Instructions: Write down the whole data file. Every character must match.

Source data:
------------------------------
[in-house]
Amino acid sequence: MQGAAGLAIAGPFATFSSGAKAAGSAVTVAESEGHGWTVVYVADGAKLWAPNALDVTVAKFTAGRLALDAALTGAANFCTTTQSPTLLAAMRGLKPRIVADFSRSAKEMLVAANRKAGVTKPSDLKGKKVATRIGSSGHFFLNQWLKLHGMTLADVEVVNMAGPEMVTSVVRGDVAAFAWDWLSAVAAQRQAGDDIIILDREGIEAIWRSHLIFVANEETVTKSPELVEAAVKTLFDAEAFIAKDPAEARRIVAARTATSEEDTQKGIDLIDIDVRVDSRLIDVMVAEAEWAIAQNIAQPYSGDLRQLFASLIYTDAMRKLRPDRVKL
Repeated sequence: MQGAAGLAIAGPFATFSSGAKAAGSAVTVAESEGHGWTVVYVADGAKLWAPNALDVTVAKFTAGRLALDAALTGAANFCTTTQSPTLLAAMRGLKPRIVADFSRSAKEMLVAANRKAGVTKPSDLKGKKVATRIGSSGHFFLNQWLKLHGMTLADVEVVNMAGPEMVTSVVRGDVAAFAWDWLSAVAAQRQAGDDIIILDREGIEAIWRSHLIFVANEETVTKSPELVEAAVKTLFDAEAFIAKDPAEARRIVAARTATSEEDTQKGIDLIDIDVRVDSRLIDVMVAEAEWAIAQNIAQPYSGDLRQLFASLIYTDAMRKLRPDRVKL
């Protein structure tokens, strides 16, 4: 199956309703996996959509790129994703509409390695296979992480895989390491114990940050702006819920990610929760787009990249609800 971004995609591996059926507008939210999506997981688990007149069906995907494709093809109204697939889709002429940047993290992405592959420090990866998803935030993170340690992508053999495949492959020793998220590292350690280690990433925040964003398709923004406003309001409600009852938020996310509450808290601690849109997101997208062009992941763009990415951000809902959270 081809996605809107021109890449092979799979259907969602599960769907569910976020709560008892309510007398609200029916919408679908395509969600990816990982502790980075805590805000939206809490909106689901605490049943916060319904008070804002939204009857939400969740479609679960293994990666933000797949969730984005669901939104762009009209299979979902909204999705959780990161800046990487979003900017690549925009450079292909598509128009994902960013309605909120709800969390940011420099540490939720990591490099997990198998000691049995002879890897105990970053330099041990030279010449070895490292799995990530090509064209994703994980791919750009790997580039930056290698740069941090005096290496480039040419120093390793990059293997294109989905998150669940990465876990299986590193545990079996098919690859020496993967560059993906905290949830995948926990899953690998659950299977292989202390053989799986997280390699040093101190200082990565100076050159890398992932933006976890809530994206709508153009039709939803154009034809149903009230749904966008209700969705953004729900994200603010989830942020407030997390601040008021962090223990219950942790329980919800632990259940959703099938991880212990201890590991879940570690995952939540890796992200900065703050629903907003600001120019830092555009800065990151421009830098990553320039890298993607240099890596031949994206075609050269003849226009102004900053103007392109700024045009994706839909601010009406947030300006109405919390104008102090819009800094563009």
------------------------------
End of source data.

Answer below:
[in-house]
Amino acid sequence: MQGAAGLAIAGPFATFSSGAKAAGSAVTVAESEGHGWTVVYVADGAKLWAPNALDVTVAKFTAGRLALDAALTGAANFCTTTQSPTLLAAMRGLKPRIVADFSRSAKEMLVAANRKAGVTKPSDLKGKKVATRIGSSGHFFLNQWLKLHGMTLADVEVVNMAGPEMVTSVVRGDVAAFAWDWLSAVAAQRQAGDDIIILDREGIEAIWRSHLIFVANEETVTKSPELVEAAVKTLFDAEAFIAKDPAEARRIVAARTATSEEDTQKGIDLIDIDVRVDSRLIDVMVAEAEWAIAQNIAQPYSGDLRQLFASLIYTDAMRKLRPDRVKL
Repeated sequence: MQGAAGLAIAGPFATFSSGAKAAGSAVTVAESEGHGWTVVYVADGAKLWAPNALDVTVAKFTAGRLALDAALTGAANFCTTTQSPTLLAAMRGLKPRIVADFSRSAKEMLVAANRKAGVTKPSDLKGKKVATRIGSSGHFFLNQWLKLHGMTLADVEVVNMAGPEMVTSVVRGDVAAFAWDWLSAVAAQRQAGDDIIILDREGIEAIWRSHLIFVANEETVTKSPELVEAAVKTLFDAEAFIAKDPAEARRIVAARTATSEEDTQKGIDLIDIDVRVDSRLIDVMVAEAEWAIAQNIAQPYSGDLRQLFASLIYTDAMRKLRPDRVKL
């Protein structure tokens, strides 16, 4: 199956309703996996959509790129994703509409390695296979992480895989390491114990940050702006819920990610929760787009990249609800 971004995609591996059926507008939210999506997981688990007149069906995907494709093809109204697939889709002429940047993290992405592959420090990866998803935030993170340690992508053999495949492959020793998220590292350690280690990433925040964003398709923004406003309001409600009852938020996310509450808290601690849109997101997208062009992941763009990415951000809902959270 081809996605809107021109890449092979799979259907969602599960769907569910976020709560008892309510007398609200029916919408679908395509969600990816990982502790980075805590805000939206809490909106689901605490049943916060319904008070804002939204009857939400969740479609679960293994990666933000797949969730984005669901939104762009009209299979979902909204999705959780990161800046990487979003900017690549925009450079292909598509128009994902960013309605909120709800969390940011420099540490939720990591490099997990198998000691049995002879890897105990970053330099041990030279010449070895490292799995990530090509064209994703994980791919750009790997580039930056290698740069941090005096290496480039040419120093390793990059293997294109989905998150669940990465876990299986590193545990079996098919690859020496993967560059993906905290949830995948926990899953690998659950299977292989202390053989799986997280390699040093101190200082990565100076050159890398992932933006976890809530994206709508153009039709939803154009034809149903009230749904966008209700969705953004729900994200603010989830942020407030997390601040008021962090223990219950942790329980919800632990259940959703099938991880212990201890590991879940570690995952939540890796992200900065703050629903907003600001120019830092555009800065990151421009830098990553320039890298993607240099890596031949994206075609050269003849226009102004900053103007392109700024045009994706839909601010009406947030300006109405919390104008102090819009800094563009």